Sometimes, very briefly, I forget that life (“real life”) outside of college will be much more volatile than the buffered life inside of college. I imagine myself completing my bachelor’s degree and going on to get a Master’s degree and possibly a PhD, and during these upcoming years of further schooling, I do not think that I will be exposed to the real world. During these years, I will continue to be a student, shielded by this identification that, for some reason, is often synonymous with not yet being established in life – An identification that seems to equate to a lack of experience in the world outside of a university or college. This is probably the case because it is true: traditional college students earning their bachelor’s degrees are typically very ignorant to the responsibilities and realities that lay just beyond the university dining hall. They (myself included) have not had the opportunity to experience real life yet, as they have spent most of their time within the relatively controlled environments of their college campuses. This is not effective, and in fact, this lack of exposure to the “adult world” may lead students to trouble in their transitions to employment.
Even as students develop independence as college freshmen, their gradual adaptations are tailored to their environments, which are the universities that they attend. Those who live on campus (particularly freshmen) could theoretically exist solely within campus limits, and some do. Food is provided and readily available (24-hour restaurants operate on OU’s campus), laundry can be done in the freshmen dorms, there are plenty of activities and clubs to participate in, and study areas are plentiful. A student’s entire life can be lived without ever leaving campus limits, and this has likely groomed at least some students to have warped perceptions of independence and self-sustenance.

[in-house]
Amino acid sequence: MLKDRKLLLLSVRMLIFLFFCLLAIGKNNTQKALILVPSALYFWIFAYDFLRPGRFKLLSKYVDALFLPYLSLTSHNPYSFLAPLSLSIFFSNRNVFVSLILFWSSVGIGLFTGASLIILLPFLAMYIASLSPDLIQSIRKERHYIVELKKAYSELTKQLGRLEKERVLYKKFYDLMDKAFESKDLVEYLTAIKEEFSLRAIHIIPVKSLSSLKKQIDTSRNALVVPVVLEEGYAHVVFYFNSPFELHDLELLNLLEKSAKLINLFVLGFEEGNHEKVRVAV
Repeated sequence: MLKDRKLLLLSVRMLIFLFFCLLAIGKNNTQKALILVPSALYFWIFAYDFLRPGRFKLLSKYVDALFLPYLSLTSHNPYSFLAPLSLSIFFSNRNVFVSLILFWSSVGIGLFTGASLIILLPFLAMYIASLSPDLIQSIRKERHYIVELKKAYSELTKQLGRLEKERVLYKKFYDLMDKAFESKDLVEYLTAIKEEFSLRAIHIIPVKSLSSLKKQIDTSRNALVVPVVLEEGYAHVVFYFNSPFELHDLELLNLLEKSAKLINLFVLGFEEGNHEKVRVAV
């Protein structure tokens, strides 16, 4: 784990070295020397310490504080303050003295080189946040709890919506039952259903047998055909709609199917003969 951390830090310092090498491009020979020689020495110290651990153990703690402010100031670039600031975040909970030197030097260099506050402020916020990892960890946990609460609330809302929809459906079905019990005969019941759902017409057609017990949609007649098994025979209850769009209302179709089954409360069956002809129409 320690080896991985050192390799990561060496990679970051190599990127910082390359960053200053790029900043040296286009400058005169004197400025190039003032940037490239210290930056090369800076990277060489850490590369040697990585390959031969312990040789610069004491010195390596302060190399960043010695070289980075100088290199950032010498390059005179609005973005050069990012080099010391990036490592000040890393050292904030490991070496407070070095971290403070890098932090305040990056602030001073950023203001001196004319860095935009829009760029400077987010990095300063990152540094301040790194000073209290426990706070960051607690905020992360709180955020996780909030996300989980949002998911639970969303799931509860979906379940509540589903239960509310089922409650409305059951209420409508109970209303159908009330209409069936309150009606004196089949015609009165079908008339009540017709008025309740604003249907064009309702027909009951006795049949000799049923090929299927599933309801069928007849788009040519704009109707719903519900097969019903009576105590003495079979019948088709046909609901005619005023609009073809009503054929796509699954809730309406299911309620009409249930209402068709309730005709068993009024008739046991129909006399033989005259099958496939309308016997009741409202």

During my first semester at OU, a typical day consisted of going to class, stuffing myself at OU’s Couch Cafeteria (home to a ridiculously wide array of unlimited food), doing a little laundry and homework, attending a club meeting, and passing out on my creaky, too-small dorm bed. I was unhealthy, inactive, and unaware that my world was very limited and that my life on OU’s campus was comparable to a rodent in its cage: restricted, controlled, and largely sheltered from the happenings of the outside world. Now, while I was not actually trapped, my point is that many students are experiencing an abridged version of real life on college campuses, and many of them probably know this and embrace it. It’s college. It’s not supposed to be like real life; in fact, it better not be. I want a few years of Level MEDIUM before beginning Level HARD. This is understandable, but surely there are ways to create a Level MEDIUM-HARD, so that students can be better prepared for life after graduation. At the moment, I am not sure how to accomplish this, and maybe it is impossible. College is not meant to simulate real life, but to prepare us for it.